Premiums for the majority Affordable Care Act plans in North Carolina will decrease for the first time in history, but the chief executive of the state's largest health insurer says they would be 15 percent lower if not for actions taken by the Trump Administration.
Blue Cross and Blue Shield of North Carolina announced Tuesday it would lower premiums for the plans it offers on the ACA exchanges by 4.1 percent, on average. This marks the first ever year-over-year premium rate decrease by BCBSNC.
However, company CEO Dr. Patrick Conway said that premiums could have been even lower.
"We're moving in the right direction, but even with a lower rate, premiums are still too high – particularly for those who don't get a subsidy," Conway said in a statement. "With more certainty from Washington, rates would be 15 percent or more lower. We must address both market instability and the rising price of health care."
About a year ago, the Trump Administration ended the Affordable Care Act's cost-sharing reduction payments designed to help low-income Americans get health care. Last year, Blue Cross blamed a significant chunk of its premium increase for 2018 plans on the loss of the CSR payments. While rates won't increase again for 2019 plans, the loss of those CSR payments is already baked in to the premium, which is partly why Conway said the premium cut could have been higher this year.
To avoid even higher premium increases, insurers – including BCBSNC – performed a bit of a trick. The N.C. Justice Center, which has long advocated for the ACA, analyzed the market reaction to the loss of the CSR payments. It determined that instead of spreading premiums across all ACA insurance plans, it focused them most heavily in the Silver plans, something the Justice Center dubbed "Silver Loading." Although it stopped funding CSR payments, the Trump Administration left premium subsidies untouched. By loading the premium increases on silver plans, insurers essentially recouped the CSR payments through premium tax credits.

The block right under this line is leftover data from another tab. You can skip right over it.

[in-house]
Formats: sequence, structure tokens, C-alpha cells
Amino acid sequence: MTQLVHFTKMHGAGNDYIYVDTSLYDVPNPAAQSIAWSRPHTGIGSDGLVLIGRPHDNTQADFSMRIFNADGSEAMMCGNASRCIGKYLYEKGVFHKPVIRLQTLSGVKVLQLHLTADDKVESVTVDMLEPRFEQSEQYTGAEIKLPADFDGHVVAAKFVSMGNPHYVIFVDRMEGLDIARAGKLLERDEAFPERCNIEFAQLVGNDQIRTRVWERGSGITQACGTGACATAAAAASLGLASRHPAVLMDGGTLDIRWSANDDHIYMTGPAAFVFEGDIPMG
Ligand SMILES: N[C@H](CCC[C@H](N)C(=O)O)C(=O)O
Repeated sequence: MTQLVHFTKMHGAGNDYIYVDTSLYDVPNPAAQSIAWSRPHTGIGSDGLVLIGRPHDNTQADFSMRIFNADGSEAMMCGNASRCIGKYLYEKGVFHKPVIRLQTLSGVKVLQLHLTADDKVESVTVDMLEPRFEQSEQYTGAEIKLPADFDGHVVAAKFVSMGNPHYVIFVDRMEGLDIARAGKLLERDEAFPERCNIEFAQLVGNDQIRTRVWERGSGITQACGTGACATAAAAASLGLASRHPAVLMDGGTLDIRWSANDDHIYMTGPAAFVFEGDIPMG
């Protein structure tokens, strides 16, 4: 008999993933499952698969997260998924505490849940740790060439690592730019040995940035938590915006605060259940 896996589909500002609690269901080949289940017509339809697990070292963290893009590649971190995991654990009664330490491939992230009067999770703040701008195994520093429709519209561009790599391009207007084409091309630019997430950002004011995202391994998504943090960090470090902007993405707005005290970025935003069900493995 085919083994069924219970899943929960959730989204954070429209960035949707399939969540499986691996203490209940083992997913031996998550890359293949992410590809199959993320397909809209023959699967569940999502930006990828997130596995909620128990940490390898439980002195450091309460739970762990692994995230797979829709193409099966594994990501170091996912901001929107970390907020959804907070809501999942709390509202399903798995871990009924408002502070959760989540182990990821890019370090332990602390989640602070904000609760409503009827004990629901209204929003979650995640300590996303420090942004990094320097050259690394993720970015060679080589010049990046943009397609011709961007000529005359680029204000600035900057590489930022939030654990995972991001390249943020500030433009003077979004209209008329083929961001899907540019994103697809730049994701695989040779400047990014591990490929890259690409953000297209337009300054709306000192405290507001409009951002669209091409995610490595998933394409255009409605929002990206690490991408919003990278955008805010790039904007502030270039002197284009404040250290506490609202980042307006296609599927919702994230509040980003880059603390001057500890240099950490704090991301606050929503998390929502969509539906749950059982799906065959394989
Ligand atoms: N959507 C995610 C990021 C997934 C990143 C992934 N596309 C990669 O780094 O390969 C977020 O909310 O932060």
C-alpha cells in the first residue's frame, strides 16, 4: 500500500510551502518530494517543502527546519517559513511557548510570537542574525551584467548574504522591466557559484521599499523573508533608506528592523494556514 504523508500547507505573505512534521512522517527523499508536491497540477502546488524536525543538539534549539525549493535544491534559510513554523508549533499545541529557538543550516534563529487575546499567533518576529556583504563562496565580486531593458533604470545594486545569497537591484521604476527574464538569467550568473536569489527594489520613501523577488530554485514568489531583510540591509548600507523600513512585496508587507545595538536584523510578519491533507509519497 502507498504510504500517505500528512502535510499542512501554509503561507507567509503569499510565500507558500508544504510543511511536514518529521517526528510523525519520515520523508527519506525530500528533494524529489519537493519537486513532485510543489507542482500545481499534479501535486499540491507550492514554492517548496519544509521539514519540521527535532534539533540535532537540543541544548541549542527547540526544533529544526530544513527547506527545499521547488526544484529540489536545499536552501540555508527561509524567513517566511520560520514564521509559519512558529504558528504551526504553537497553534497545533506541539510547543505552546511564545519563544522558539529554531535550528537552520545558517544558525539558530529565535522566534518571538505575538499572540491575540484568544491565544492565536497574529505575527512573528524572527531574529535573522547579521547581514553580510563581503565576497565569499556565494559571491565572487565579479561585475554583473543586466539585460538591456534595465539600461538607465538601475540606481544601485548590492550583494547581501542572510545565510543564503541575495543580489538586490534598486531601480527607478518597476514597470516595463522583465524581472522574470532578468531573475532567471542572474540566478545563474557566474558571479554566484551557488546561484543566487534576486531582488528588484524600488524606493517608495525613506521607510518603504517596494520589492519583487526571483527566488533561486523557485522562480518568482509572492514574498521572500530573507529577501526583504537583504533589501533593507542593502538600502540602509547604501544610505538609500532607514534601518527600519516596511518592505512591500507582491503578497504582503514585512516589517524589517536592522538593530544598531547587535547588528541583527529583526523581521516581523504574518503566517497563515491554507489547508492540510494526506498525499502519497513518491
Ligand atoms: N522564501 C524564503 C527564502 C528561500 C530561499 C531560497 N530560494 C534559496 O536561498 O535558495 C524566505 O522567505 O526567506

Enrollment Has Fallen
Under the Trump Administration, ACA enrollment in North Carolina has dipped to 520,000, even as it has risen in the country as a whole. It's important to note, that only a small percentage of people buy ACA plans, according to data from the Kaiser Family Foundation. Close to 4.6 million North Carolinians buy health insurance through their employer and 3.3 million people in North Carolina are covered by Medicare or Medicaid, the federally supported health insurance programs for the elderly and poor, respectively.
Critics have said enrollment levels have suffered because of funding cuts. In early July, CMS announced steep funding cuts for sign-up assistance through state-based programs called "navigators." Financing for the 2019 enrollment season is being cut to $10 million from $36 million. The program was also cut last year.
BCBSNC has been the only health insurer to offer ACA plans in all of North Carolina's 100 counties. The insurer reported ACA losses of $450 million in the first three years and raised rates on ACA customers every year.
Actuaries with the company said the losses and subsequent rate increases were due to a misjudgment of enrollment. The insurer expected enrollees, on average, to be younger and healthier. Those who enrolled in ACA plans filed for more claims than projected, which accounted for the financial losses in that subset of BCBSNC customers.
The Associated Press contributed to this report